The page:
Everyone is calling it the year of Channing Tatum, and it’s hard to argue that, but just by sheer force and the number of projects he’s been involved with this year, it’s sort of the year of Mark Duplass too. He’s been everywhere this year, from the low-key Do-Deca-Pentathon through to the Oscar-favorite Zero Dark Thirty (which opens Orlando in mid-January). He’s a little more toned down in Your Sister’s Sister than he is in Saftey Not Guaranteed, but he’s the same charming, bumbling dude’s dude that steals your affection with his dopey smile. Lynn Shelton just keeps getting better with every film she makes, and it’s it’s kind of a shame that the success of Moonrise Kingdom knocked this out of Enzian’s schedule over the summer.

Turn Me On, Dammit! – Jannicke Systad Jacobsen (DVD)
It’s actually kind of an embarrassing blindspot in the film world that there are so few straight up sex comedies about girls, and while that isn’t totally remedied by this one film, it’s a great start. Half of me wants to call it brave, but its more that its just an honest film from an unfamiliar perspective. Honesty is bravery a lot of the time, but I’m not sure it applies here. It’s just that Jacobsen’s adaptation of Olaug Nilssen’s novel finally lets boys into the conversation that’s existed the whole time by a particularly smart move (from a boy’s point of view anyway), having a boy be the villain but not having boys in general be the enemy.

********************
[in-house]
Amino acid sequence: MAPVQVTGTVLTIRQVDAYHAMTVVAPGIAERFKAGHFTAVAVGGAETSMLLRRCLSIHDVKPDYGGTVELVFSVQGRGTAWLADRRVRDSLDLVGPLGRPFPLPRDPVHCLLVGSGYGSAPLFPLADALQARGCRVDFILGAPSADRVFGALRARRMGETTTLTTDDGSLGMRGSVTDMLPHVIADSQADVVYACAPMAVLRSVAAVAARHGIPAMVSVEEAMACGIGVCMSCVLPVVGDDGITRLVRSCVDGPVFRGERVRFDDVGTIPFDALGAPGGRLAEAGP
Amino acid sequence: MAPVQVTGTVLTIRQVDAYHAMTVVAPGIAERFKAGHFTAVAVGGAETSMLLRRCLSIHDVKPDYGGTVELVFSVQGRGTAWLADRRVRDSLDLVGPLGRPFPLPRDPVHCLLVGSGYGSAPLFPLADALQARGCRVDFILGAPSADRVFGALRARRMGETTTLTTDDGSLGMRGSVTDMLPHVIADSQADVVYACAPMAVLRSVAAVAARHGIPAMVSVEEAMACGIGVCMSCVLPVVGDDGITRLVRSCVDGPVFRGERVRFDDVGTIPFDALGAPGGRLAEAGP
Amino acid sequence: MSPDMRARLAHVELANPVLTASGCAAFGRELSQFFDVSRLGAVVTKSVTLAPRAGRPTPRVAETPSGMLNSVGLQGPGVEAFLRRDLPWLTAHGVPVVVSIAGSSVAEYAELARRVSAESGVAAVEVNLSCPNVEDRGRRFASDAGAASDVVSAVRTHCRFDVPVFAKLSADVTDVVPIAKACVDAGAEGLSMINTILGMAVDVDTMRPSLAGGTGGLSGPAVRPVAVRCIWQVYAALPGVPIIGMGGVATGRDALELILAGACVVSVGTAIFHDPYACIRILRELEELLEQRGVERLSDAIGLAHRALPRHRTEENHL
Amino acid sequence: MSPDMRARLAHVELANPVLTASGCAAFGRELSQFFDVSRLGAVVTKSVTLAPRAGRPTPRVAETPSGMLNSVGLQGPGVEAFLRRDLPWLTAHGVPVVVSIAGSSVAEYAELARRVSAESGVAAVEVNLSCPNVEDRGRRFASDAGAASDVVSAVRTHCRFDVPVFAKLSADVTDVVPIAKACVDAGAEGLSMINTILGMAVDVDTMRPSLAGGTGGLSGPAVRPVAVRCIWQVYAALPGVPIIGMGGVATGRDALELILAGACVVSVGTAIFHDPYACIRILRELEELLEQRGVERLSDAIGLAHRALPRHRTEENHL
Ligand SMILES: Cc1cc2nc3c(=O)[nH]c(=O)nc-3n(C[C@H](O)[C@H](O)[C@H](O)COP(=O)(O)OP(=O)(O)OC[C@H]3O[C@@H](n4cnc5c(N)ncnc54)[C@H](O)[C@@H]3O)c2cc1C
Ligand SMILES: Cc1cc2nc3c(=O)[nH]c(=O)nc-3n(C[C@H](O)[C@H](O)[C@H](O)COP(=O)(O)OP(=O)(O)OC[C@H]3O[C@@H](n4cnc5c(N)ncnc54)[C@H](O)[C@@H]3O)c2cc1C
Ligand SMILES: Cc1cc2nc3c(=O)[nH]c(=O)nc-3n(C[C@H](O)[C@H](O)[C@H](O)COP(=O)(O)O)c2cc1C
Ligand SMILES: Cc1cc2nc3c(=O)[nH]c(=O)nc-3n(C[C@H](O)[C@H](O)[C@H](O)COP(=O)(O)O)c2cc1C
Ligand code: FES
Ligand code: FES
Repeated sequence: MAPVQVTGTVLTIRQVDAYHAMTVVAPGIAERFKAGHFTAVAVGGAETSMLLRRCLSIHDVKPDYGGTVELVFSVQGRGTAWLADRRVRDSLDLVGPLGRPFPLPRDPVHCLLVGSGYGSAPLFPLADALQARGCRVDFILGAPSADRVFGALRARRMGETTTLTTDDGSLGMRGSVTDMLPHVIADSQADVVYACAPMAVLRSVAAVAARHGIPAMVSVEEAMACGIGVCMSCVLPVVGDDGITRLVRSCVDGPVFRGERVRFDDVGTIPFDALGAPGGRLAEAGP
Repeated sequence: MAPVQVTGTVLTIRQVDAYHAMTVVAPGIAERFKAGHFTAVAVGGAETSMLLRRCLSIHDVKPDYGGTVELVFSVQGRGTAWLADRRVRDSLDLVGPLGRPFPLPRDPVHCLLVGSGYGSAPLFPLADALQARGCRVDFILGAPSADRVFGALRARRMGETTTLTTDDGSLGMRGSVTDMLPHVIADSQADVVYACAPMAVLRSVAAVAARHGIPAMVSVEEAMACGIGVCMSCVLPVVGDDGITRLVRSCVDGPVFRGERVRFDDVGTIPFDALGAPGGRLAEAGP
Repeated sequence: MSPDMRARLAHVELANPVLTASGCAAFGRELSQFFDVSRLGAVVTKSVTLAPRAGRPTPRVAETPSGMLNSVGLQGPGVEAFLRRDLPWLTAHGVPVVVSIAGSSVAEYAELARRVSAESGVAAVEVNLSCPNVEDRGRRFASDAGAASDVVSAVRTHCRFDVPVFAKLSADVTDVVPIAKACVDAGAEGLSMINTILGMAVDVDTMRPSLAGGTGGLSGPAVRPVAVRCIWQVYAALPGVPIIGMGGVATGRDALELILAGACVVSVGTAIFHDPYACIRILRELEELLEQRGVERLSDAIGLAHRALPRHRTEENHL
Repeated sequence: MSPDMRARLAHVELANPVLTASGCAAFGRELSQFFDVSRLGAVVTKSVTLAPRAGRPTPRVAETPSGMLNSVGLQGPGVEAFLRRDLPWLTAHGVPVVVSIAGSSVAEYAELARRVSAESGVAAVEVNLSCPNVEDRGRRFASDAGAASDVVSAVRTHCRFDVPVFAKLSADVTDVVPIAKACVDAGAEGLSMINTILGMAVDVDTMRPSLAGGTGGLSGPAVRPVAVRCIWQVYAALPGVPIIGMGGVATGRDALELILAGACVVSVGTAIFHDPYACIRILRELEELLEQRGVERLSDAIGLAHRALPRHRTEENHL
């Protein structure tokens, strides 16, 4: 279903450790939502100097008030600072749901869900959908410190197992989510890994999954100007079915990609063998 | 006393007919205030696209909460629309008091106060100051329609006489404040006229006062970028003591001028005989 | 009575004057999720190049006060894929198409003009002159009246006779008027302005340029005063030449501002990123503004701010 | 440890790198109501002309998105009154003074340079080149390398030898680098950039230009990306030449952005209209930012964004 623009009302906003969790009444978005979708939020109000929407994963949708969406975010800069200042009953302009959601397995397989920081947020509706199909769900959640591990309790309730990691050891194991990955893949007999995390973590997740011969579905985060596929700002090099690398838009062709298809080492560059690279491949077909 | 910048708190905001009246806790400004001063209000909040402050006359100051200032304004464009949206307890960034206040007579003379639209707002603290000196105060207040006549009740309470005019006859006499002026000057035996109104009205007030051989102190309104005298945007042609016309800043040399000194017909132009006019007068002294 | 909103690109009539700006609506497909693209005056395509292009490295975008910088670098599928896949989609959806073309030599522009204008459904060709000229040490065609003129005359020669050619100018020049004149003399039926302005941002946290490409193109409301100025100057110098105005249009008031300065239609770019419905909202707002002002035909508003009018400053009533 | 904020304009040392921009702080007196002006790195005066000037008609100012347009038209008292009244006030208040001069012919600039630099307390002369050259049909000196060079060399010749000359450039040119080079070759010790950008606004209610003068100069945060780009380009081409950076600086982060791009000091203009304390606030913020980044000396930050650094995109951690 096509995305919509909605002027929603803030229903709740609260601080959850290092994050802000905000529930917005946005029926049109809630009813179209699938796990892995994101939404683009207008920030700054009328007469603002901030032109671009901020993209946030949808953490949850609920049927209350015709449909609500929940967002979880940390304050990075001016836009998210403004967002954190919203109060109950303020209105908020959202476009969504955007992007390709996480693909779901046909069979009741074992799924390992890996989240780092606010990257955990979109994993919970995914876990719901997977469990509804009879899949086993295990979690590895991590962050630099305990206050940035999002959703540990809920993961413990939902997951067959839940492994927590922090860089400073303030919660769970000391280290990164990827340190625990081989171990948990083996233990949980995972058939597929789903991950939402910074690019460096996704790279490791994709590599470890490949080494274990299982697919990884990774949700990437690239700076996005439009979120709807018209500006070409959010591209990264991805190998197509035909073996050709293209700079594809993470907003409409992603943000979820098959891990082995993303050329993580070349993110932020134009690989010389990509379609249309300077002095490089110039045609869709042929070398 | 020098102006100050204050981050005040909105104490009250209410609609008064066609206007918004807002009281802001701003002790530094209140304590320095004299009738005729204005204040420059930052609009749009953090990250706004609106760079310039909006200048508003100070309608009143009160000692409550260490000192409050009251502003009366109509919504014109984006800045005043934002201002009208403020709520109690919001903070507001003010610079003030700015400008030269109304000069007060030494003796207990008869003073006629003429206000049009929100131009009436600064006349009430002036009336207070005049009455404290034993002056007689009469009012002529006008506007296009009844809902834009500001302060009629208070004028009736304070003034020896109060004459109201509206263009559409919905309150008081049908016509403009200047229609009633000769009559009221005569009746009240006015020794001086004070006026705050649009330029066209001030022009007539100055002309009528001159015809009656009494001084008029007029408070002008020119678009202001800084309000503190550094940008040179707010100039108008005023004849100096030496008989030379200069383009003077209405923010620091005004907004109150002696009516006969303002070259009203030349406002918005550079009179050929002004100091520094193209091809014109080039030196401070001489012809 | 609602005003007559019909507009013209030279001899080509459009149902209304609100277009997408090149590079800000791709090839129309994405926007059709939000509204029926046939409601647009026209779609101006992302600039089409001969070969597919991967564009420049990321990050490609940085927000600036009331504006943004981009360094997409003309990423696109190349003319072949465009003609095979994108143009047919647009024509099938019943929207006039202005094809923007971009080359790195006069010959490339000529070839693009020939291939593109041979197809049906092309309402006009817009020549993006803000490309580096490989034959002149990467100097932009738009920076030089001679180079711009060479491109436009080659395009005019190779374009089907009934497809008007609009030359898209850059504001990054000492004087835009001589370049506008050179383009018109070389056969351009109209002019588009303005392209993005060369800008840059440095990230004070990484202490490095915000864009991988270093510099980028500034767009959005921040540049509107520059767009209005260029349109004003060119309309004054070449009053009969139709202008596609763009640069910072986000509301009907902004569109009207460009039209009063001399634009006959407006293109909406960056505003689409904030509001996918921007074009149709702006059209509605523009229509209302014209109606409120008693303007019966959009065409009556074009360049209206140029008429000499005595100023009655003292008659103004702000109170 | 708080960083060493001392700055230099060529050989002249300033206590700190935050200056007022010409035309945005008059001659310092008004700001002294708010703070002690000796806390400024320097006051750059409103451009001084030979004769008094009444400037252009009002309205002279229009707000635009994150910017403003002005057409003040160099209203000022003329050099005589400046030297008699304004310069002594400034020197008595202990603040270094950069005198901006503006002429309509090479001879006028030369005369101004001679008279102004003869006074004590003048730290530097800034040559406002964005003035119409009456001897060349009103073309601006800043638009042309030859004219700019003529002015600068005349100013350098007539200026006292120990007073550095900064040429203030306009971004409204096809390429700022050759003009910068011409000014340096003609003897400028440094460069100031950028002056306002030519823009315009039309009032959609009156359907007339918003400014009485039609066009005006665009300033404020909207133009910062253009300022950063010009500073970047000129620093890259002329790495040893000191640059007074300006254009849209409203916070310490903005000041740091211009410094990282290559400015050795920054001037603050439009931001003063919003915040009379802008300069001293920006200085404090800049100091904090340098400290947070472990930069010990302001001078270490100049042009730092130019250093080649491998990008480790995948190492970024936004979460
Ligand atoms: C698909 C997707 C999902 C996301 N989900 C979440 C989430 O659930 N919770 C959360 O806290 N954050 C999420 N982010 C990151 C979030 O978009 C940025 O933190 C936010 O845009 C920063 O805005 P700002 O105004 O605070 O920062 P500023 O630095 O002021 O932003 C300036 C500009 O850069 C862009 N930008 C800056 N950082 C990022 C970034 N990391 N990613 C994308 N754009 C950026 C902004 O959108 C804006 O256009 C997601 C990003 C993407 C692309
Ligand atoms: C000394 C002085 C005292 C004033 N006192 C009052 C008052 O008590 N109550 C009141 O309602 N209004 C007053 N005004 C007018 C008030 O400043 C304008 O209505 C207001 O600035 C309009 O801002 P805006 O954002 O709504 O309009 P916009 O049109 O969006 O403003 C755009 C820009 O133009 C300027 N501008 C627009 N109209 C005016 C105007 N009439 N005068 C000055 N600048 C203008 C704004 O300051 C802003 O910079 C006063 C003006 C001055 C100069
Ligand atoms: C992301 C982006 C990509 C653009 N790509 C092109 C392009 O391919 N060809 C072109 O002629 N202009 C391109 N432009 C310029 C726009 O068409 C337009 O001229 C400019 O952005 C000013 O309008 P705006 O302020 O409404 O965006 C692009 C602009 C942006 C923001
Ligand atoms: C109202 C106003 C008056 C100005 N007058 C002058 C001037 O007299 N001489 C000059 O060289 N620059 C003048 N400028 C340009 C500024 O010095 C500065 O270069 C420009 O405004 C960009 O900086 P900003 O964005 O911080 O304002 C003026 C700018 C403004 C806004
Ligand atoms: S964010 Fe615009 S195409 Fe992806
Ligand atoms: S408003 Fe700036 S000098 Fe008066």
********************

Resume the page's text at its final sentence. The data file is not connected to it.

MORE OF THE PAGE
Isabella – Pang Cho-Cheung (2006)

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Early on in Isabella, we find thirtysomething Ma Chen-Shing (Chapman To), a moderately corrupt cop on the island of Macau, as he wakes up and finds the girl he slept with the night before, Cheung Bik-Yan (Isabella Leong), on his couch eating a bowl of instant Ramen.

In spite of her apparent young age, his hand slowly finds its way to the back of her head and begins to push downward, but she fights it with a frightened rabbit look in her eyes.

He paid good money for her time, so why was she so hesitant?

The answer, as we find out, is that she is his daughter.